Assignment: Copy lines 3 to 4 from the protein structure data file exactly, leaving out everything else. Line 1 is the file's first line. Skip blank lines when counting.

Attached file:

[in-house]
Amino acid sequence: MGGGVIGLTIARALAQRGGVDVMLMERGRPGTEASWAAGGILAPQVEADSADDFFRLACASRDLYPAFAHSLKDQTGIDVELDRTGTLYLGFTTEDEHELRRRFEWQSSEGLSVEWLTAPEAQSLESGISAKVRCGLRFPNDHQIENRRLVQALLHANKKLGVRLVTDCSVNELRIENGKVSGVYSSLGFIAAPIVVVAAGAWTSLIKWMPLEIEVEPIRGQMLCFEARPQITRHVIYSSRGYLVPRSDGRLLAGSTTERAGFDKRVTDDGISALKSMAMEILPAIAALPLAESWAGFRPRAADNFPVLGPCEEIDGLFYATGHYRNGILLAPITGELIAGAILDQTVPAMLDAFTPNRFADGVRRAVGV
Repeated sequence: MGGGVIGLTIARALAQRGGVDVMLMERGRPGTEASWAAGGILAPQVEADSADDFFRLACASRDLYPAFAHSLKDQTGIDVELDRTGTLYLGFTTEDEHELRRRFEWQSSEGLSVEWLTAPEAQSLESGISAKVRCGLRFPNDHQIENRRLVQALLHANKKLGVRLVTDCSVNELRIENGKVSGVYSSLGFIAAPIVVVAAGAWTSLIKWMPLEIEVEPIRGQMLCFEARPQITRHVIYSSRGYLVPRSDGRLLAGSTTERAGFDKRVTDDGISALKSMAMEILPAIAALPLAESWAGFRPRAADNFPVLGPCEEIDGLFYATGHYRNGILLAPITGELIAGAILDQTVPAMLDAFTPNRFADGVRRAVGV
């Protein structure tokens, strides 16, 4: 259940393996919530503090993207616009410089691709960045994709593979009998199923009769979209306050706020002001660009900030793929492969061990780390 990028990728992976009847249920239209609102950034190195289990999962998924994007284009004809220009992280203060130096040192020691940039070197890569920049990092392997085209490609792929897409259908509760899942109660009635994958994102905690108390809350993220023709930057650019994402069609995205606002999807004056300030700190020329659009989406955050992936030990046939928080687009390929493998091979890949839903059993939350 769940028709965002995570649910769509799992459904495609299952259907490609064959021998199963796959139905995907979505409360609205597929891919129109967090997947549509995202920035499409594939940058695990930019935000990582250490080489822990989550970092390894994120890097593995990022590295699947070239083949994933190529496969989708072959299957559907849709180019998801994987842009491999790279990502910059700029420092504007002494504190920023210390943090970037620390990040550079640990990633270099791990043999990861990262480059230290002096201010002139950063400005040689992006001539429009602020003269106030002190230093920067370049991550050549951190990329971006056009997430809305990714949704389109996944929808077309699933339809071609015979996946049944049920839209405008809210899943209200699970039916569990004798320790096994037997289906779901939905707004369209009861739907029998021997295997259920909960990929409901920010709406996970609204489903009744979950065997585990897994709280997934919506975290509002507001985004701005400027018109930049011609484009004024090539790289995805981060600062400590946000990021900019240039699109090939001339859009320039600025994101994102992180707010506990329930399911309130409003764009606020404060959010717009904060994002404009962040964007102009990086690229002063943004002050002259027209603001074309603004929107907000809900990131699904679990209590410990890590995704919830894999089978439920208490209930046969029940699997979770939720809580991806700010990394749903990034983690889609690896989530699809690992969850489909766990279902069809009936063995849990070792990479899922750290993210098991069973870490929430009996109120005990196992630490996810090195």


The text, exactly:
Repeated sequence: MGGGVIGLTIARALAQRGGVDVMLMERGRPGTEASWAAGGILAPQVEADSADDFFRLACASRDLYPAFAHSLKDQTGIDVELDRTGTLYLGFTTEDEHELRRRFEWQSSEGLSVEWLTAPEAQSLESGISAKVRCGLRFPNDHQIENRRLVQALLHANKKLGVRLVTDCSVNELRIENGKVSGVYSSLGFIAAPIVVVAAGAWTSLIKWMPLEIEVEPIRGQMLCFEARPQITRHVIYSSRGYLVPRSDGRLLAGSTTERAGFDKRVTDDGISALKSMAMEILPAIAALPLAESWAGFRPRAADNFPVLGPCEEIDGLFYATGHYRNGILLAPITGELIAGAILDQTVPAMLDAFTPNRFADGVRRAVGV
């Protein structure tokens, strides 16, 4: 259940393996919530503090993207616009410089691709960045994709593979009998199923009769979209306050706020002001660009900030793929492969061990780390 990028990728992976009847249920239209609102950034190195289990999962998924994007284009004809220009992280203060130096040192020691940039070197890569920049990092392997085209490609792929897409259908509760899942109660009635994958994102905690108390809350993220023709930057650019994402069609995205606002999807004056300030700190020329659009989406955050992936030990046939928080687009390929493998091979890949839903059993939350 769940028709965002995570649910769509799992459904495609299952259907490609064959021998199963796959139905995907979505409360609205597929891919129109967090997947549509995202920035499409594939940058695990930019935000990582250490080489822990989550970092390894994120890097593995990022590295699947070239083949994933190529496969989708072959299957559907849709180019998801994987842009491999790279990502910059700029420092504007002494504190920023210390943090970037620390990040550079640990990633270099791990043999990861990262480059230290002096201010002139950063400005040689992006001539429009602020003269106030002190230093920067370049991550050549951190990329971006056009997430809305990714949704389109996944929808077309699933339809071609015979996946049944049920839209405008809210899943209200699970039916569990004798320790096994037997289906779901939905707004369209009861739907029998021997295997259920909960990929409901920010709406996970609204489903009744979950065997585990897994709280997934919506975290509002507001985004701005400027018109930049011609484009004024090539790289995805981060600062400590946000990021900019240039699109090939001339859009320039600025994101994102992180707010506990329930399911309130409003764009606020404060959010717009904060994002404009962040964007102009990086690229002063943004002050002259027209603001074309603004929107907000809900990131699904679990209590410990890590995704919830894999089978439920208490209930046969029940699997979770939720809580991806700010990394749903990034983690889609690896989530699809690992969850489909766990279902069809009936063995849990070792990479899922750290993210098991069973870490929430009996109120005990196992630490996810090195």